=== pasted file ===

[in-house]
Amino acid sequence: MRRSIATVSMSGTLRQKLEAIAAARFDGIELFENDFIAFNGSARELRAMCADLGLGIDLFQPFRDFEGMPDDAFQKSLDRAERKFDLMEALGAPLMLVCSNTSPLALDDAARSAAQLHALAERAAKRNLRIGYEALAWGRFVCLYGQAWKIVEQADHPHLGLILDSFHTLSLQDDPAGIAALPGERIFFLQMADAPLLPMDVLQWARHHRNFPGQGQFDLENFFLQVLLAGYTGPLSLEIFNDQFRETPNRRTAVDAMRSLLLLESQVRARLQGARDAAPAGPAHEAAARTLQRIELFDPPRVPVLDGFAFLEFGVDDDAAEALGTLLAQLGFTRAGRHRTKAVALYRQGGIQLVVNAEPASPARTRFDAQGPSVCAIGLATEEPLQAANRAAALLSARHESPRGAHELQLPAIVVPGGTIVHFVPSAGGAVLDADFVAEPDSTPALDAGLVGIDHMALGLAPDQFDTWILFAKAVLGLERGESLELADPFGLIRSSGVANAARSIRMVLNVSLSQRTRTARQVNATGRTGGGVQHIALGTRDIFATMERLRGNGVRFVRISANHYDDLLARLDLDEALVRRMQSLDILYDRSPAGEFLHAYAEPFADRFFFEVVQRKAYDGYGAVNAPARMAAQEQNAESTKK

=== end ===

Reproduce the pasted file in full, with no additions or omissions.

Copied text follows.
[in-house]
Amino acid sequence: MRRSIATVSMSGTLRQKLEAIAAARFDGIELFENDFIAFNGSARELRAMCADLGLGIDLFQPFRDFEGMPDDAFQKSLDRAERKFDLMEALGAPLMLVCSNTSPLALDDAARSAAQLHALAERAAKRNLRIGYEALAWGRFVCLYGQAWKIVEQADHPHLGLILDSFHTLSLQDDPAGIAALPGERIFFLQMADAPLLPMDVLQWARHHRNFPGQGQFDLENFFLQVLLAGYTGPLSLEIFNDQFRETPNRRTAVDAMRSLLLLESQVRARLQGARDAAPAGPAHEAAARTLQRIELFDPPRVPVLDGFAFLEFGVDDDAAEALGTLLAQLGFTRAGRHRTKAVALYRQGGIQLVVNAEPASPARTRFDAQGPSVCAIGLATEEPLQAANRAAALLSARHESPRGAHELQLPAIVVPGGTIVHFVPSAGGAVLDADFVAEPDSTPALDAGLVGIDHMALGLAPDQFDTWILFAKAVLGLERGESLELADPFGLIRSSGVANAARSIRMVLNVSLSQRTRTARQVNATGRTGGGVQHIALGTRDIFATMERLRGNGVRFVRISANHYDDLLARLDLDEALVRRMQSLDILYDRSPAGEFLHAYAEPFADRFFFEVVQRKAYDGYGAVNAPARMAAQEQNAESTKK